Advice for the Really Really Newly Separated

By Jackie Pilossoph, Founder, Divorced Girl Smiling, the place to find trusted, vetted divorce professionals, a podcast, website and mobile app.

newly separated

The following Love Essentially column, published yesterday by Chicago Tribune Media Groupoffers great advice for the newly separated man or woman, and I mean REALLY newly separated-like, your spouse just said “I want a divorce.” Now what? Read this. It will help you.

What to Do If You hear, “I Want A Divorce” by Jackie Pilossoph

There’s something just as cold as the Polar Vortex that comes with January: divorce filings.

I’m pretty sure that’s the reason January is National Divorce Month. It’s the month that statistically, most people file for divorce.

“People don’t want to get divorced right when school starts, and then it gets close to Thanksgiving, and they don’t’ want the holidays to be remembered as the time they got divorced, so we have a huge number of people who come to see us after the first, when they feel it’s a better time for themselves and for their kids,” said Karen Pinkert-Lieb, a senior partner at Schiller DuCanto & Fleck, who has been practicing family law at the firm for more than two decades.

I sat down with Pinkert-Lieb to ask for advice on what you should do if you recently heard the words, “I want a divorce,” and have been handed divorce papers. It’s a moment that can cause devastation, confusion, fury, fear, and shock to the point where you’re standing there with your mouth open thinking, ‘What the heck just happened?’

Pinkert-Lieb recommended that the first thing to do is to find an attorney, and then offered four tips for the best search methods:

1. Publications that rate attorneys: She recommended three websites, all that rate attorneys based purely on legal ability and ethical standards: Martindale-Hubbell, Best Lawyers and Leading Lawyers.

2. Word of mouth: Ask friends or professionals, such as accountants, other attorneys or therapists for recommendations. Also, it’s helpful to get direct references. In other words, talk to the clients to hear their experience with the attorney.

3. Learn as much as you can: Google the attorneys you are considering to read their bios and find out if they are a good fit for you. Are they litigation focused or do they lean more towards mediation for clients? Who is their clientele? Do they handle high net-worth clients? What is their niche?

4. Meet with the attorney: “This is a relationship that is intimate,” said Pinkert-Lieb. “You will be spending a lot of time with this person and you have to feel a certain chemistry, and feel like you can trust and have confidence in that person.”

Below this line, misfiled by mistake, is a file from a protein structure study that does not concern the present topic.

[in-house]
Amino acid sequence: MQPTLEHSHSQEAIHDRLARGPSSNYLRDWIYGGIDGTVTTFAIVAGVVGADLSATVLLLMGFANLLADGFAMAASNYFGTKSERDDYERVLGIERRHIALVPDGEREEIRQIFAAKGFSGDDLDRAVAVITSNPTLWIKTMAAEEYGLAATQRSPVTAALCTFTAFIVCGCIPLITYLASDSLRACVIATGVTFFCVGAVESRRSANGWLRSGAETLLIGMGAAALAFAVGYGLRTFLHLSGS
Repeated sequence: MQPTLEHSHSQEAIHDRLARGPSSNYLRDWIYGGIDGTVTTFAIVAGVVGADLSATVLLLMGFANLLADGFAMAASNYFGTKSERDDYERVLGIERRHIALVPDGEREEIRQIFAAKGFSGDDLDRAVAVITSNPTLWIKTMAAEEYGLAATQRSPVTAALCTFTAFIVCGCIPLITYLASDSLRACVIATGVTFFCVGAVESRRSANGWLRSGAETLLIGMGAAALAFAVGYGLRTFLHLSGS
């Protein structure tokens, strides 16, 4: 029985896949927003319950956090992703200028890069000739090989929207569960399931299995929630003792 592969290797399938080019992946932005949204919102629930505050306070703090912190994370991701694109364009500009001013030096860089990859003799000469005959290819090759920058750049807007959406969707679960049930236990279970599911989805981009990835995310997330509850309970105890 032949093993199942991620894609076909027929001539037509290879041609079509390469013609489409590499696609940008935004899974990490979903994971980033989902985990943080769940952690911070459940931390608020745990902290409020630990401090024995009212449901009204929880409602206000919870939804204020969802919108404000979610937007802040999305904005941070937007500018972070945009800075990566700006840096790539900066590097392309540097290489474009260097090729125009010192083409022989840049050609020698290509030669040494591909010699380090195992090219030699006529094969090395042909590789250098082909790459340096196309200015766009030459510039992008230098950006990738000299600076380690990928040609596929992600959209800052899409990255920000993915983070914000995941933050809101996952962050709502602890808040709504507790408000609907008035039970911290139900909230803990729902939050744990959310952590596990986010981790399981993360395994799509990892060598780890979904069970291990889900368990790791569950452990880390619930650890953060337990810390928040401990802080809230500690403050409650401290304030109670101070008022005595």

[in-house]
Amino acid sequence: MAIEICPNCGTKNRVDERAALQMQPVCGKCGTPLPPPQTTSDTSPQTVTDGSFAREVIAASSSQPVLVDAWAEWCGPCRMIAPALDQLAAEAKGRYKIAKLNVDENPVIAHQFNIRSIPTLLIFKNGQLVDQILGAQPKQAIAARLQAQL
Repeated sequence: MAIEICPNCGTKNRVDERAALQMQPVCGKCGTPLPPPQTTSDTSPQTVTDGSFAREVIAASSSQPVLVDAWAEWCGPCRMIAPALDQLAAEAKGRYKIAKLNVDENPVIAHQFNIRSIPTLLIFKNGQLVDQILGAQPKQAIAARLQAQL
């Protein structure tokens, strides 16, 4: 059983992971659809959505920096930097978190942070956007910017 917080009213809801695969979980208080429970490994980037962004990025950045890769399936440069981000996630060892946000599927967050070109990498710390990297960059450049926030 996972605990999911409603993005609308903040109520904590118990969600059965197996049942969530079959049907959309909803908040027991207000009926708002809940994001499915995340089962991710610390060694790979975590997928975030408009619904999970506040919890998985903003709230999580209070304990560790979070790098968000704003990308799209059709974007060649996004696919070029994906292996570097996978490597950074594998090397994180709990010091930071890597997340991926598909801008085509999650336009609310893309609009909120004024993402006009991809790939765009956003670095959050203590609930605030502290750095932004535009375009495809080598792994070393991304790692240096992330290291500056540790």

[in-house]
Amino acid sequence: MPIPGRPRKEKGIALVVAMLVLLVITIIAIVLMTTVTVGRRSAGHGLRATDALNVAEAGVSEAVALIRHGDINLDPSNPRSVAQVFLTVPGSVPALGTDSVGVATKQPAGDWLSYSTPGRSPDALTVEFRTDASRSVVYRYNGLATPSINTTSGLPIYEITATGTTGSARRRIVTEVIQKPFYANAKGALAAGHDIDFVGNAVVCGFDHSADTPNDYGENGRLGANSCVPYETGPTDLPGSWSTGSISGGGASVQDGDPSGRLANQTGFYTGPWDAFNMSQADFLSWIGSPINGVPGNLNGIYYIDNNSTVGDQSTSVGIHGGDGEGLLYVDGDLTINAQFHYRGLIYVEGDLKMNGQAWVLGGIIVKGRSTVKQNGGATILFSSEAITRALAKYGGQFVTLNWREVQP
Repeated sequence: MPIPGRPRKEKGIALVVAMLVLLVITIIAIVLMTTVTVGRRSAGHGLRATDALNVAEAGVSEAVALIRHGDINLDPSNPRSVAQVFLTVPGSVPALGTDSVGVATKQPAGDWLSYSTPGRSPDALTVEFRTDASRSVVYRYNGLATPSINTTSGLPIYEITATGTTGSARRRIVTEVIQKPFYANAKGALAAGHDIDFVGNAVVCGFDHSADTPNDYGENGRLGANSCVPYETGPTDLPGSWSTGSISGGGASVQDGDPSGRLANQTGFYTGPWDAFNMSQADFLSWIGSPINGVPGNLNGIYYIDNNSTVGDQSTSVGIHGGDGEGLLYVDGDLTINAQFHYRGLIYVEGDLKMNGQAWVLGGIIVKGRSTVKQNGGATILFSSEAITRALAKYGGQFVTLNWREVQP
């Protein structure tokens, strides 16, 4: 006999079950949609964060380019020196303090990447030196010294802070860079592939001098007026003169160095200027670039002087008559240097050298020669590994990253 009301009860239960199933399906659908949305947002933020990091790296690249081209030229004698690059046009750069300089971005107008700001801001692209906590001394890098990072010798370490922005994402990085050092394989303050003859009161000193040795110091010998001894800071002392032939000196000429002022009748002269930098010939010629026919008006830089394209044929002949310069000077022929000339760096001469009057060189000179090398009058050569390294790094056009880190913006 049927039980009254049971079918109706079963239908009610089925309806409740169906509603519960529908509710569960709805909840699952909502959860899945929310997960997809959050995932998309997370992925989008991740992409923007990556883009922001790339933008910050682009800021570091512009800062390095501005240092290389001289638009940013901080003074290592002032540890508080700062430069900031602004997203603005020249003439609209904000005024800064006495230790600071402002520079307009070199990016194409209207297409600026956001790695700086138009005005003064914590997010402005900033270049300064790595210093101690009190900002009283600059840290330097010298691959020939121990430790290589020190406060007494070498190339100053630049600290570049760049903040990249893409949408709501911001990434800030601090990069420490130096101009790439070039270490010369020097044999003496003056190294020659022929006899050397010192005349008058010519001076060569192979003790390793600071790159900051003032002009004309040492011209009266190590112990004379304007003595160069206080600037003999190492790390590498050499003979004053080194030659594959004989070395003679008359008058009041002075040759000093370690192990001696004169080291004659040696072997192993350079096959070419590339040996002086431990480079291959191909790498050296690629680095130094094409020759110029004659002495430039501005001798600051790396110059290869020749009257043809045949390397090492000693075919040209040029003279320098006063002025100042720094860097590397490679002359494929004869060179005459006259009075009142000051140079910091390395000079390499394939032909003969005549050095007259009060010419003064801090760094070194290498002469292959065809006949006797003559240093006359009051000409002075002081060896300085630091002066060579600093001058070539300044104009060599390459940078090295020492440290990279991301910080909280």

After obtaining an attorney, Pinkert-Lieb explained that it is important for that person to educate you about the judge who gets assigned to your case. Why? Because you get to decide if you want to stay with that judge or request a change of judge.

Also important: Your attorney needs to educate you on the terms that will be used during the divorce process. Do you know what joint custody really means? Are you familiar with words like, “discovery,” “marital property,” “petition,” “order,” or “dissolution?” I sure wasn’t!

“The client should be educated and empowered because they are the ones who will ultimately make the decisions,” Pinkert-Lieb said.

Perhaps the most surprising thing I learned from my conversation with Pinkert-Lieb was that in her initial meeting with a client, she addresses the option of reconciling versus divorce. In other words, she attempts to save the marriage!

When I asked her how many of her clients during her 22 year career have decided to get back together versus get divorced, her answer was, “Dozens!”

While Pinkert-Lieb can offer legal advice for those who are newly separated, I would like to add some tips of my own. I feel I have the credibility to do so, not just because I’m a relationship columnist, but because I once stood in those shoes. So, here are my five tips:

  • Breathe. Try to stay calm.
  • Seek help and support through professionals, such as a physician and/or therapist and friends.
  • Put your children first at all times, no matter how angry you might get at your spouse.
  • Don’t do anything stupid! Like drink excessively or become addicted to alcohol or drugs, drink and drive, or send texts or emails to your ex that could be damaging in court.
  • Realize that you are going to not only survive, but thrive. It’s hard to imagine, but have faith because it’s true.
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    Jackie Pilossoph

    Editor-in-chief: Jackie Pilossoph

    Jackie Pilossoph is the Founder of Divorced Girl Smiling, the media company that connects people facing with divorce to trusted, vetted divorce professionals. Pilossoph is a former NBC affiliate television journalist and Chicago Tribune/Pioneer Press features reporter. Her syndicated column, Love Essentially was published in the Chicago Tribune/Pioneer Press and Tribune owned publications for 7 1/2 years. Pilossoph holds a Masters degree in journalism from Boston University. Learn more at:

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